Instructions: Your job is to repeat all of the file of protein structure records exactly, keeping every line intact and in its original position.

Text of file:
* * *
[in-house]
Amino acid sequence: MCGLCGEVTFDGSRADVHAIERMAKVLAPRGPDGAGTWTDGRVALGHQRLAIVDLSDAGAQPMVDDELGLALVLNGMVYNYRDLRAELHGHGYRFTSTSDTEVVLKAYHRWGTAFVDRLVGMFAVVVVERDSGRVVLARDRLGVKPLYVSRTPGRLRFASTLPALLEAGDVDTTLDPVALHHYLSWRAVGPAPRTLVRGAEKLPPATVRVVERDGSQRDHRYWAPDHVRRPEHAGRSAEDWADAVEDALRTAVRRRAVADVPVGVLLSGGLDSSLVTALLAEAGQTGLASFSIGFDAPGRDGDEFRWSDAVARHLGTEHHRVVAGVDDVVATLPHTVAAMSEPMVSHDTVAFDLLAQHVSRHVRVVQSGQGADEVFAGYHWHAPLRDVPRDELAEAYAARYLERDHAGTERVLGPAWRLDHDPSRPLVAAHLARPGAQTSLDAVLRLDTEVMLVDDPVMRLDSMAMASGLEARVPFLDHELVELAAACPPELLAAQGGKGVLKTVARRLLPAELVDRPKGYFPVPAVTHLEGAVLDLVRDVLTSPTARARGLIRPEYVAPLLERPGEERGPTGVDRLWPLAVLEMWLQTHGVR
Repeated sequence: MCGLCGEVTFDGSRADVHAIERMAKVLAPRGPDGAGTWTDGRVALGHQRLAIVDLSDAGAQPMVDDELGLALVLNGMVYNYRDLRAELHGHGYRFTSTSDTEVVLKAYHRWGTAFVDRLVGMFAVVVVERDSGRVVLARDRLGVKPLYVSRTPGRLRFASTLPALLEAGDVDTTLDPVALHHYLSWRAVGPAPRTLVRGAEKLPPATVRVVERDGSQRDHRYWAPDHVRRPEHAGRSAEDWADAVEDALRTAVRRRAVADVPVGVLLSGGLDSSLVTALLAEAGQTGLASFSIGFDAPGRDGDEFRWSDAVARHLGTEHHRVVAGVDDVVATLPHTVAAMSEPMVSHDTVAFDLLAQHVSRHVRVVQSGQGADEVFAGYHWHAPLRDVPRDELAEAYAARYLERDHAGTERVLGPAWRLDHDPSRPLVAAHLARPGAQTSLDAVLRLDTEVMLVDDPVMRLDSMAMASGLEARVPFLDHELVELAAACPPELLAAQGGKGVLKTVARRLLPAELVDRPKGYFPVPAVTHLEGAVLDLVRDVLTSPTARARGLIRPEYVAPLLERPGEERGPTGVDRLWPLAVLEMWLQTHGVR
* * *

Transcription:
[in-house]
Amino acid sequence: MCGLCGEVTFDGSRADVHAIERMAKVLAPRGPDGAGTWTDGRVALGHQRLAIVDLSDAGAQPMVDDELGLALVLNGMVYNYRDLRAELHGHGYRFTSTSDTEVVLKAYHRWGTAFVDRLVGMFAVVVVERDSGRVVLARDRLGVKPLYVSRTPGRLRFASTLPALLEAGDVDTTLDPVALHHYLSWRAVGPAPRTLVRGAEKLPPATVRVVERDGSQRDHRYWAPDHVRRPEHAGRSAEDWADAVEDALRTAVRRRAVADVPVGVLLSGGLDSSLVTALLAEAGQTGLASFSIGFDAPGRDGDEFRWSDAVARHLGTEHHRVVAGVDDVVATLPHTVAAMSEPMVSHDTVAFDLLAQHVSRHVRVVQSGQGADEVFAGYHWHAPLRDVPRDELAEAYAARYLERDHAGTERVLGPAWRLDHDPSRPLVAAHLARPGAQTSLDAVLRLDTEVMLVDDPVMRLDSMAMASGLEARVPFLDHELVELAAACPPELLAAQGGKGVLKTVARRLLPAELVDRPKGYFPVPAVTHLEGAVLDLVRDVLTSPTARARGLIRPEYVAPLLERPGEERGPTGVDRLWPLAVLEMWLQTHGVR
Repeated sequence: MCGLCGEVTFDGSRADVHAIERMAKVLAPRGPDGAGTWTDGRVALGHQRLAIVDLSDAGAQPMVDDELGLALVLNGMVYNYRDLRAELHGHGYRFTSTSDTEVVLKAYHRWGTAFVDRLVGMFAVVVVERDSGRVVLARDRLGVKPLYVSRTPGRLRFASTLPALLEAGDVDTTLDPVALHHYLSWRAVGPAPRTLVRGAEKLPPATVRVVERDGSQRDHRYWAPDHVRRPEHAGRSAEDWADAVEDALRTAVRRRAVADVPVGVLLSGGLDSSLVTALLAEAGQTGLASFSIGFDAPGRDGDEFRWSDAVARHLGTEHHRVVAGVDDVVATLPHTVAAMSEPMVSHDTVAFDLLAQHVSRHVRVVQSGQGADEVFAGYHWHAPLRDVPRDELAEAYAARYLERDHAGTERVLGPAWRLDHDPSRPLVAAHLARPGAQTSLDAVLRLDTEVMLVDDPVMRLDSMAMASGLEARVPFLDHELVELAAACPPELLAAQGGKGVLKTVARRLLPAELVDRPKGYFPVPAVTHLEGAVLDLVRDVLTSPTARARGLIRPEYVAPLLERPGEERGPTGVDRLWPLAVLEMWLQTHGVR